They have a classic rounded shape, sometimes described as 'rotund'. We prefer to think of it as 'statuesque'.
Their feathering - just look at it. Often laced, always glamorous.
There are a total of seventeen known colours, including the most famous golden laced (see pic below), the original silver laced, silver pencilled, blue laced, lavender, buff, partridge, black and pure white.
They walk exactly as though they own the world with a confident, showy air, and a 'stately' gait. A bit like a model.
They have quite long, shapely legs with no feathering.
Their legs and feet are a classic yellow, comb and wattles are deep, glorious red.
As befits a diva the comb is not a 'normal' chicken comb. It should be a 'rose' shape - wide and flat, covered in little bumps. Very dignified.
Ideally, the comb should fit snugly to the head, following its contours to the back. Very 'now'.
Wyandottes are classed as a 'large' chicken breed; the average male will weigh around 8½ lbs and the female, 6lbs.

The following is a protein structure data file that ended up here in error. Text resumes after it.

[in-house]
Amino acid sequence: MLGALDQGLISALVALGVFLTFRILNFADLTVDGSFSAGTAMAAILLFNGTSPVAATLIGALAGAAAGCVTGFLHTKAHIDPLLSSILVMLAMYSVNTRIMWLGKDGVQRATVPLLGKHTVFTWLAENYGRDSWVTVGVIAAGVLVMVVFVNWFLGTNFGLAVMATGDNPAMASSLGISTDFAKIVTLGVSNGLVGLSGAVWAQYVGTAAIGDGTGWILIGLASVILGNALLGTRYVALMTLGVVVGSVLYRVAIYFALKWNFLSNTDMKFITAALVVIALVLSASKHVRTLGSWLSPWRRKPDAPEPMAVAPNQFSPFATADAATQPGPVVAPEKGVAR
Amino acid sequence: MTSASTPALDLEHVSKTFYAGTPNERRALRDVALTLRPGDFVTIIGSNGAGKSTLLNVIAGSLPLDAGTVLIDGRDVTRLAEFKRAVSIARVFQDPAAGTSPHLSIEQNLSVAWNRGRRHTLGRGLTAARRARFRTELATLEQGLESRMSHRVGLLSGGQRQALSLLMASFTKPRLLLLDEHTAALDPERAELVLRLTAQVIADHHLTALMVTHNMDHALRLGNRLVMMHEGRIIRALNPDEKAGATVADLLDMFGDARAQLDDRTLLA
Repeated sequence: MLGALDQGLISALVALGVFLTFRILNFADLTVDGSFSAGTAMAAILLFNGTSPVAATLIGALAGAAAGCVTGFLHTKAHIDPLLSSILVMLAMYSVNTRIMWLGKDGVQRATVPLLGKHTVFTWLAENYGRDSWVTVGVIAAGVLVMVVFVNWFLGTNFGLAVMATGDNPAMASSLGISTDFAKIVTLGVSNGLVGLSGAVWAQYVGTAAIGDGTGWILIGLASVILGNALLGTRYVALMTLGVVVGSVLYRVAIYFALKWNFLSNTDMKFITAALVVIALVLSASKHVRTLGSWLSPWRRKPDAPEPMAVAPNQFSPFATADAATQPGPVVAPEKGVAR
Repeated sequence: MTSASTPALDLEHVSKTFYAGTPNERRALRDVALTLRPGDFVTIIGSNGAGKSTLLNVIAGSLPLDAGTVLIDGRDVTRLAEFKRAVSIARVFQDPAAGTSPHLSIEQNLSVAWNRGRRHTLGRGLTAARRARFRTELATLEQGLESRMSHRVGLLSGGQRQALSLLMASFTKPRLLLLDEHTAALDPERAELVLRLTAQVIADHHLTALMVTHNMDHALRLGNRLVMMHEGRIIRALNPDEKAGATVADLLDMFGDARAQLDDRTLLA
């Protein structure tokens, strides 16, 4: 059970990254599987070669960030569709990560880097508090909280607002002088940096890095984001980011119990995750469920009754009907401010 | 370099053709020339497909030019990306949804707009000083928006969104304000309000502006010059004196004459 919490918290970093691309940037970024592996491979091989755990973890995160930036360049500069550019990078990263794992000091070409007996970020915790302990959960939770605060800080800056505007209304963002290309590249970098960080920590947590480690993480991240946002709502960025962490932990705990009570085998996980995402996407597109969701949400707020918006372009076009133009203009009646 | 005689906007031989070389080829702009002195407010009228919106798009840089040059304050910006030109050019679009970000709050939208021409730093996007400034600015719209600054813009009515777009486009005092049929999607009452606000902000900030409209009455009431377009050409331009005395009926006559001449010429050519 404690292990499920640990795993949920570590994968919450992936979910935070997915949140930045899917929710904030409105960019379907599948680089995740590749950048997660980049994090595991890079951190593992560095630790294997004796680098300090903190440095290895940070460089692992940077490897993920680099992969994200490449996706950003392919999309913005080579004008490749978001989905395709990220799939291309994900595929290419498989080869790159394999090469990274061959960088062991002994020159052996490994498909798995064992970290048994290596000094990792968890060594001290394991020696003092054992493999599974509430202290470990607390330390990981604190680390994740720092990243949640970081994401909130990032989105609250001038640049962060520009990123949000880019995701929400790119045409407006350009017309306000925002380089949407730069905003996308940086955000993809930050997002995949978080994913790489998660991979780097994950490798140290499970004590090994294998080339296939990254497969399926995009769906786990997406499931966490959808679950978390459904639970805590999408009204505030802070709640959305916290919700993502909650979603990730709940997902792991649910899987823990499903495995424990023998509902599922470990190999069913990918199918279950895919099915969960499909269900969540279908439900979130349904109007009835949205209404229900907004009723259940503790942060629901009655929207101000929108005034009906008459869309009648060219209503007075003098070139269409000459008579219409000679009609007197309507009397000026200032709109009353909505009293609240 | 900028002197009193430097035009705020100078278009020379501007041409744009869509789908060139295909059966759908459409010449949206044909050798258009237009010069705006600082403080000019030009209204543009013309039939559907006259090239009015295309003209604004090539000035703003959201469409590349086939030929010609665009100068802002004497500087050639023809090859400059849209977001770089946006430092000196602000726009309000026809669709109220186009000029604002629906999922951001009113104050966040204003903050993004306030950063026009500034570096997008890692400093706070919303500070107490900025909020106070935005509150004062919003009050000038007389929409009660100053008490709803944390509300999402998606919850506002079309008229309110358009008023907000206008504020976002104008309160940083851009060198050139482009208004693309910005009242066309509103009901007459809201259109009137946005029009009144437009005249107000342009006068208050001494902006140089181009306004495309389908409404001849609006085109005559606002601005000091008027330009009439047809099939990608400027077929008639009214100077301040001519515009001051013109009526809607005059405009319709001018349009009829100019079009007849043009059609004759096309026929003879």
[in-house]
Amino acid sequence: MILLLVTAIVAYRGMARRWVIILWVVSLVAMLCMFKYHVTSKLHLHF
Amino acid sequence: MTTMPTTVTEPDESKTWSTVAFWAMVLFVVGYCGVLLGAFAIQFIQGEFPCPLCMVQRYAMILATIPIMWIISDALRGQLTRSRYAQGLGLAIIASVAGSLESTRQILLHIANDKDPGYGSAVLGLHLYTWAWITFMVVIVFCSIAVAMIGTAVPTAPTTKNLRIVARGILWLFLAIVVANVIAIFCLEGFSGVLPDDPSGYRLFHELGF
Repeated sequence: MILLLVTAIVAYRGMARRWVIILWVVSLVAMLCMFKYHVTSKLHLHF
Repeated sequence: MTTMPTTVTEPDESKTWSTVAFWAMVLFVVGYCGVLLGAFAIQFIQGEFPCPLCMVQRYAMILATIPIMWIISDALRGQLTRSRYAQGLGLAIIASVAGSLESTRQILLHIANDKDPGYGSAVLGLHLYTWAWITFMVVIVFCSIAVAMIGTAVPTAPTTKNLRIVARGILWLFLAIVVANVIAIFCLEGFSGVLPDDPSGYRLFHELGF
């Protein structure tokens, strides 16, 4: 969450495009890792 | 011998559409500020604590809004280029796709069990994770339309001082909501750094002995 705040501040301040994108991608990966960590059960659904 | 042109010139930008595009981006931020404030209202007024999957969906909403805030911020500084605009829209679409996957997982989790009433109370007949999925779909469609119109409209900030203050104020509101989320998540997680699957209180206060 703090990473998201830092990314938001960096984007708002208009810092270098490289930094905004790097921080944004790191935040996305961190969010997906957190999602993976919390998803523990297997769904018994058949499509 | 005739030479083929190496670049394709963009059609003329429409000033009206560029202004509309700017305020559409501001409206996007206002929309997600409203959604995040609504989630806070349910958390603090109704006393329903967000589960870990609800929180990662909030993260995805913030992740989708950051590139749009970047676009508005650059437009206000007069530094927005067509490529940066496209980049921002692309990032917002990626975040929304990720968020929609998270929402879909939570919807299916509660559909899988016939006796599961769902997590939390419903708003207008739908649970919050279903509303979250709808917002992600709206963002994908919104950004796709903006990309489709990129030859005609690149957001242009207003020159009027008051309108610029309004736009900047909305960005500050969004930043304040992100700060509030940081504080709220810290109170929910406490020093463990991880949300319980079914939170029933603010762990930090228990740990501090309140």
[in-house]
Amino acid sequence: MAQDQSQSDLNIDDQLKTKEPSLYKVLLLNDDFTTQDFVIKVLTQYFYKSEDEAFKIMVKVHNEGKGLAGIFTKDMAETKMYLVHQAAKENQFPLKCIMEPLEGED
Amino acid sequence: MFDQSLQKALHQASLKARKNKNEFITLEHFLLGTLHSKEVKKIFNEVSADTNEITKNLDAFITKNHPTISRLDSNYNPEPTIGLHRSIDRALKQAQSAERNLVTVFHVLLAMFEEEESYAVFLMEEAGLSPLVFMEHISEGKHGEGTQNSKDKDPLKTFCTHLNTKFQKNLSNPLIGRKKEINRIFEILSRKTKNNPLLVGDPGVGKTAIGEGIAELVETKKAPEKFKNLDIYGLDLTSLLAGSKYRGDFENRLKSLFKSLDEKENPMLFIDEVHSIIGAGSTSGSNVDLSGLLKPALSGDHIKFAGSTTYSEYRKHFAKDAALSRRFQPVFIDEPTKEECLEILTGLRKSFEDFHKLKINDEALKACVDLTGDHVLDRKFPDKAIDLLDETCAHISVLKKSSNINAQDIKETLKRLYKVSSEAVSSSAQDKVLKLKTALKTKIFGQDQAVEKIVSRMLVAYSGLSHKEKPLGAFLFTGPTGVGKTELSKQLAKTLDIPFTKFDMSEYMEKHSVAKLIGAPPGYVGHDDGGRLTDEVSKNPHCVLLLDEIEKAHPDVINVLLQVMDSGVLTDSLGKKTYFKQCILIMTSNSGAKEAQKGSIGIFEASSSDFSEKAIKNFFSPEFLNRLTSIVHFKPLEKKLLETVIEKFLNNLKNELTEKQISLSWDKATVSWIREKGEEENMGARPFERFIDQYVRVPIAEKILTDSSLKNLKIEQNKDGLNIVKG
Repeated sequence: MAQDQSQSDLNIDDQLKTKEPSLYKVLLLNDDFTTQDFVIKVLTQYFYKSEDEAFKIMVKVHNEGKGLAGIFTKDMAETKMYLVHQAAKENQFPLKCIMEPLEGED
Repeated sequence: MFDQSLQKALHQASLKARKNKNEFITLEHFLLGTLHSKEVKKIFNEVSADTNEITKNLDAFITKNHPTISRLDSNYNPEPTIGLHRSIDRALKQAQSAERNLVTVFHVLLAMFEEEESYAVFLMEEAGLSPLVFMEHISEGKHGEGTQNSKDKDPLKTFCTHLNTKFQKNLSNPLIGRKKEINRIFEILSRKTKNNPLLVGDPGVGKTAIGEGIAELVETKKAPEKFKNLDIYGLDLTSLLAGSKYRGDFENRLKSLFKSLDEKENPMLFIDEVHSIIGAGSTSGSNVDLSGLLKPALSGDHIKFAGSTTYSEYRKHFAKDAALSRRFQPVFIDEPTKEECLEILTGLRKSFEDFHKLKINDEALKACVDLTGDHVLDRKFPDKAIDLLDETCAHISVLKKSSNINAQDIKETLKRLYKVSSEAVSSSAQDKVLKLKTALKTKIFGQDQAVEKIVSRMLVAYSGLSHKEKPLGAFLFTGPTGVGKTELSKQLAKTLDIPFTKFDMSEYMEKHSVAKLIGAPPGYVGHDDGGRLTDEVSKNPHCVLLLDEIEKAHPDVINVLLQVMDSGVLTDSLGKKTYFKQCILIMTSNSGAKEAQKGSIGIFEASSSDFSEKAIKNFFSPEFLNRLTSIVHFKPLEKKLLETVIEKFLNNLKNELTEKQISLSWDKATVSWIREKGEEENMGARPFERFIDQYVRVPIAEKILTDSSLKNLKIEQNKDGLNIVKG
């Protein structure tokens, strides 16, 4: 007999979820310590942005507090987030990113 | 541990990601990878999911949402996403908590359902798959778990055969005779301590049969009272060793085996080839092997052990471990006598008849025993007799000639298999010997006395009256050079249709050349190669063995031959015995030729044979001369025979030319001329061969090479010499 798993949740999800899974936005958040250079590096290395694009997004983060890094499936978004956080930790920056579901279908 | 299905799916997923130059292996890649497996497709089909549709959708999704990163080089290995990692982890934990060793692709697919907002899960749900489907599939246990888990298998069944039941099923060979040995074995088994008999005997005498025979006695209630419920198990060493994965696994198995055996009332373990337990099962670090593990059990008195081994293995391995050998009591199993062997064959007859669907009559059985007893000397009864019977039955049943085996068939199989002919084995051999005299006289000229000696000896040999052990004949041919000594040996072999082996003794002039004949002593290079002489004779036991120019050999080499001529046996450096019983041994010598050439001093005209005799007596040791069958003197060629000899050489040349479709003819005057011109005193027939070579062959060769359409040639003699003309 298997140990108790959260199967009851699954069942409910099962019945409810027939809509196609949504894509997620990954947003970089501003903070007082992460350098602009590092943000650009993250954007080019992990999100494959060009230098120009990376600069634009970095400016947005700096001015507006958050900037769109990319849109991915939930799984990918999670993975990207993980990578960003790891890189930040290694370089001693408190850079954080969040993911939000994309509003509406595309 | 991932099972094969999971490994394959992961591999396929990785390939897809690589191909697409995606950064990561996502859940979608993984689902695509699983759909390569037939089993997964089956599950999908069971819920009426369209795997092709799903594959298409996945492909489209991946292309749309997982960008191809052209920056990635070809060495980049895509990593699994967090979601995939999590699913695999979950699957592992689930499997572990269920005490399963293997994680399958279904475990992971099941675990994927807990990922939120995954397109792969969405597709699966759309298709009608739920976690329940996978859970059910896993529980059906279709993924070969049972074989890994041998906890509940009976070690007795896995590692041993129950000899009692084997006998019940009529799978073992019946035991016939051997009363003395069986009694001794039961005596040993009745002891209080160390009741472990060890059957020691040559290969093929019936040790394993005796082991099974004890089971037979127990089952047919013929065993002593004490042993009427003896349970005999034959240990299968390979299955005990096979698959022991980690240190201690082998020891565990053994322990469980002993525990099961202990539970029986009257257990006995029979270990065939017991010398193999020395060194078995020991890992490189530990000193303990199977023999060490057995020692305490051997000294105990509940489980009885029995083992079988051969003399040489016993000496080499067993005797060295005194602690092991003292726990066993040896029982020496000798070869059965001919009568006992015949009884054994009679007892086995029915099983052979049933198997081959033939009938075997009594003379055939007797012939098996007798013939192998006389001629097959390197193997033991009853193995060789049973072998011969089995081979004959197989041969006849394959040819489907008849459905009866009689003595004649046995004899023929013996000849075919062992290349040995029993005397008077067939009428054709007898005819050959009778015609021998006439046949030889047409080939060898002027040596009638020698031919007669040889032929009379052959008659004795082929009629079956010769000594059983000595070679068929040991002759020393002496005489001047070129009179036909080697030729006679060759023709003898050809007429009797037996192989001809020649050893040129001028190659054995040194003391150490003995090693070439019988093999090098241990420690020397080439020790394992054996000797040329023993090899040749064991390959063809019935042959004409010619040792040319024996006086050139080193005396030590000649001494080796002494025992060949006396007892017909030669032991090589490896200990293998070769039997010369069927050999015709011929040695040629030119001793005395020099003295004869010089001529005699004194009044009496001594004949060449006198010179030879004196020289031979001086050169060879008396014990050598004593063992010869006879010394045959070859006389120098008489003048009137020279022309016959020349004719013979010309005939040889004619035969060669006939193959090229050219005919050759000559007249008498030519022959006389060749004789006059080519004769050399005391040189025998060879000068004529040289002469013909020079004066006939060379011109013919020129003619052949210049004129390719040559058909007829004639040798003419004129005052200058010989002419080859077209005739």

There's also a bantam variety which will weigh an average of 3lbs to 3¾ lbs.
This is a more unusual blue laced red Wyandotte, splash variety. This variety has white lacing - despite being called 'blue laced'. Gorgeous. Thank you to Liz Barrett for sharing this pic.
What a Wyandotte chick looks like.
Have a look at this short video of Golden Laced Wyandotte chicks when they're just a few days old. How cute are they?!
The personality of the Wyandotte chicken.
Like any self-respecting diva and in line with their showy physical appearance, Wyandottes can have strong personalities.
Generally calm and friendly, their strength of character can sometimes make them seem a bit aloof. Think Sophia Loren.
They love to talk - which film star doesn't - and once they start, find it hard to stop! Some people find them a bit noisy for that reason.